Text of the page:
The bottom line is this: If we increase the 5% on which we developed to only 6%, that’s a small increase but it’s a big increase in the supply of land available for housing. That’s a 20% increase, just by going up one percentage point, that could help us to bring down the cost of housing.
Miro: Well, what actions has the state Legislature taken to address the housing crisis?
Akina: Well, this session of the Legislature, there’ve been several proposals that the Grassroot Institute has supported, specifically, efforts to reduce regulation and allow for innovative solutions to zoning issues. Currently, the counties only have decision-making power to amend district boundaries up to 15 acres. Anything larger has to go through the State Land Use Commission, which can delay the project for years. If that cap were increased from 15 acres to 25 acres, then more housing projects could get approved at the county level.
Grassroot testified in favor of SB137, which would have done that in certain projects. But unfortunately, that measure didn’t pass. We’re hoping that in future, there will be these kinds of remedies to our long delays.
Miro: How about — did the lawmakers try anything else to help housing?
Akina: Well, there were also a series of housing reforms proposed this year that would have cut through the red tape. Some of these measures would have done things like allow religious and educational institutions to build housing on their property, or allow construction of fourplex units in single-dwelling unit areas. Also, some would have allowed certain types of detached dwellings in residential zones — that would have been very helpful. Other possibilities would have been to allow homeowners to upzone their property on their block to allow for more housing.
All of these would have reduced the bureaucratic burden that we see in building more housing, by reducing the number of approvals that are needed to move through the process. Those approvals can be stymieing and delay things for a long time. Unfortunately, as of today, we haven’t seen these pass. It’s not over until the Legislature closes its doors, but it’s not looking good for these improvements.
Miro: Keli’i Akina from Grassroot Institute of Hawaii, grassrootinstitute.org for more and, of course, for the great work they do. Were there any measures that you were concerned about?
Akina: Well, we did voice concerns about SB1, which has good intentions. It’s also known as the ALOHA Home bill, and it would have created a program to build state-owned long-term leasehold homes for residents who meet certain requirements. Here, our concerns were more about the prohibitive cost of the project, its feasibility and the fact that such projects tend to trap their tenants in a property with little equity, which doesn’t do much to help the people that the bill is actually aimed to assist.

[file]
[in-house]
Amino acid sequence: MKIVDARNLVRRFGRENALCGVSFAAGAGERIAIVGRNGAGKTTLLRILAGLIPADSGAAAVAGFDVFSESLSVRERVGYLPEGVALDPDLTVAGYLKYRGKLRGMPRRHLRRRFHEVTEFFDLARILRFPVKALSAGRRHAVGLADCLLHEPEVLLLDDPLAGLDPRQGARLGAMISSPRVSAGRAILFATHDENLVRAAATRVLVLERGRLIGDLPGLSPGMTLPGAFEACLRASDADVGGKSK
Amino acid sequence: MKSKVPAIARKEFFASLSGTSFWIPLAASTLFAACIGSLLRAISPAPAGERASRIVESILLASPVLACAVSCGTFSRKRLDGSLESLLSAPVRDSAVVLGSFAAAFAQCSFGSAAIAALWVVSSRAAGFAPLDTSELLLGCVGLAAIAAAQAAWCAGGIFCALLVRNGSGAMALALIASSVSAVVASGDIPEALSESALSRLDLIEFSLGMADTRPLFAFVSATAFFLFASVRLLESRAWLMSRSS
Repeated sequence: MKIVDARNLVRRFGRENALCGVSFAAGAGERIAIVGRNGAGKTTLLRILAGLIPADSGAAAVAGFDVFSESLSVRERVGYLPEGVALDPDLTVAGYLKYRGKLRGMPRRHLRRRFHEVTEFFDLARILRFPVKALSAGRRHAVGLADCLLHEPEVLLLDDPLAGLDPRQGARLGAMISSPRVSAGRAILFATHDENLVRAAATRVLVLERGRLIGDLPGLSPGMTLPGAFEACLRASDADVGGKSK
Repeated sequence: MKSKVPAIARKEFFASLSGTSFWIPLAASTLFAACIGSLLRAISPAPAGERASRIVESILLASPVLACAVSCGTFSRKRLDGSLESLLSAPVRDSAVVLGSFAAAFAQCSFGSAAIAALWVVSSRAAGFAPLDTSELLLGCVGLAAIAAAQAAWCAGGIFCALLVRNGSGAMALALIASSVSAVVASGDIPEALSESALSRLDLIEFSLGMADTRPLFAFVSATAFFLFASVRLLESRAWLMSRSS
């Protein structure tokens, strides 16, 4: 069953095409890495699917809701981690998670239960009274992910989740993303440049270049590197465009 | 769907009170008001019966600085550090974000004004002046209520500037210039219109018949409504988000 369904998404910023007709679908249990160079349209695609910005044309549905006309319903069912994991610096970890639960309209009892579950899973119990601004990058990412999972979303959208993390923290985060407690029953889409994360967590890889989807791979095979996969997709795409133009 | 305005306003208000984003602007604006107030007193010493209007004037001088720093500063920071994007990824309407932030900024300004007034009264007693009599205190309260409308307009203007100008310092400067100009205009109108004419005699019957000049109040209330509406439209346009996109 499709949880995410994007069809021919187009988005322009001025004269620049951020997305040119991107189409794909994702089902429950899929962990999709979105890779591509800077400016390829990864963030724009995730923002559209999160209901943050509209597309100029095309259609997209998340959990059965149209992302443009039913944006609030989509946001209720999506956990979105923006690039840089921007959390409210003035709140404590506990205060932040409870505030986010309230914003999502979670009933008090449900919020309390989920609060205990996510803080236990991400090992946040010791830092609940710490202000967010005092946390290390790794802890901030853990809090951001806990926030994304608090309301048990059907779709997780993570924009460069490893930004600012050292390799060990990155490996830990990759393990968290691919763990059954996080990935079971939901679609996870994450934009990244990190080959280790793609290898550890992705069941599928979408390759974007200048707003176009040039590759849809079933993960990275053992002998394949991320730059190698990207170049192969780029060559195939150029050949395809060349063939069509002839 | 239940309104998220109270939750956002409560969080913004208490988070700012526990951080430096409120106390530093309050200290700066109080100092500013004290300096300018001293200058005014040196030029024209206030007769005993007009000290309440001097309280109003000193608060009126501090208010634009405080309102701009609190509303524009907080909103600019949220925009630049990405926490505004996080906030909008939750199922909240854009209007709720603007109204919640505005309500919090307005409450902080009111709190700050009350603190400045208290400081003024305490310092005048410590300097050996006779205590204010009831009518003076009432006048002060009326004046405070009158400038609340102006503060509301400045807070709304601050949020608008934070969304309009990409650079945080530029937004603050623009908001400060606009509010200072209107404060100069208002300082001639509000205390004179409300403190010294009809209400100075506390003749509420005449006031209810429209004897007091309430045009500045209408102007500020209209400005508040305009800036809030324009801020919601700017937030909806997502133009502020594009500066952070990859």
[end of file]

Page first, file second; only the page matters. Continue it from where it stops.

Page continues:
Miro: A lot of talk about the lack of affordable housing. What exactly is affordable housing? How is building it different from other housing?
Akina: Well, that’s a very good question. As a rule, when people talk about affordable housing, they’re talking about homes that are sold below the market rate. These affordable homes can only be sold to people who make a certain income, have a certain limit on their income. For example, in Hawaii, that’s generally people who make $100,000 or less. In designated affordable housing projects, those people are able to purchase homes below the market prices.
Miro: Is there a way to speed up the housing development?
Akina: Yes, absolutely. The state Legislature created the 201H development process, which is known as a fast-track process, but a certain percentage of the units must be affordable and sold below market rates. Keep in mind, though, that this fast-track process can often take between three and five years. In Hawaii, that’s called fast-track, and the slow-track for not-affordable housing projects can take 10 years. Either way, it does take a long time to build housing.
Miro: That’s the subject of Maui’s newest affordable housing bill?
Akina: Well, I’m glad you asked that. I know you have a lot of listeners from Maui and the neighbor islands and stuff. The Maui County Council just passed a new inclusive zoning bill that raises the affordable housing requirement for 201H projects, which we were talking about earlier. Now, instead of having to meet a 50% affordable housing requirement, a 201H project on Maui will need to meet a 75% affordable housing requirement. In other words, 75% of the units will have to go to affordable housing.
To be clear, that means an extraordinary number of the projects, or the units, will have to be affordable housing projects. This gives Maui the second-highest inclusive zoning requirement in the country, behind cities like Aquinnah in Massachusetts and Santa Paula and Oxnard, California, all of which have 100% affordable housing requirements. Bottom line, this makes it extraordinarily expensive for developers to actually carry out the projects, and makes it totally unprofitable, taking away any incentive for them to really want to build affordable housing.
Miro: The bill would require more affordable housing. That sounds good, right?
Akina: Well, you’ve got it: It sounds good, but just remember that the road to hell is paved with good intentions.
Miro: What’s the problem with requiring more affordable housing?
Akina: Well, the problem is that it would actually result in less affordable housing. It’s a simple question of economics. Raising the percentage of required affordable housing for a project beyond 50% makes the project unprofitable unless it receives government subsidies. But this would make building projects less profitable for developers. When building projects aren’t profitable, developers simply don’t build. They don’t build that kind of project at all, and the end result is fewer affordable homes, not more. This is one of those measures in our City Council or County Council that sounded good but is going to result in actually reducing the availability of affordable housing.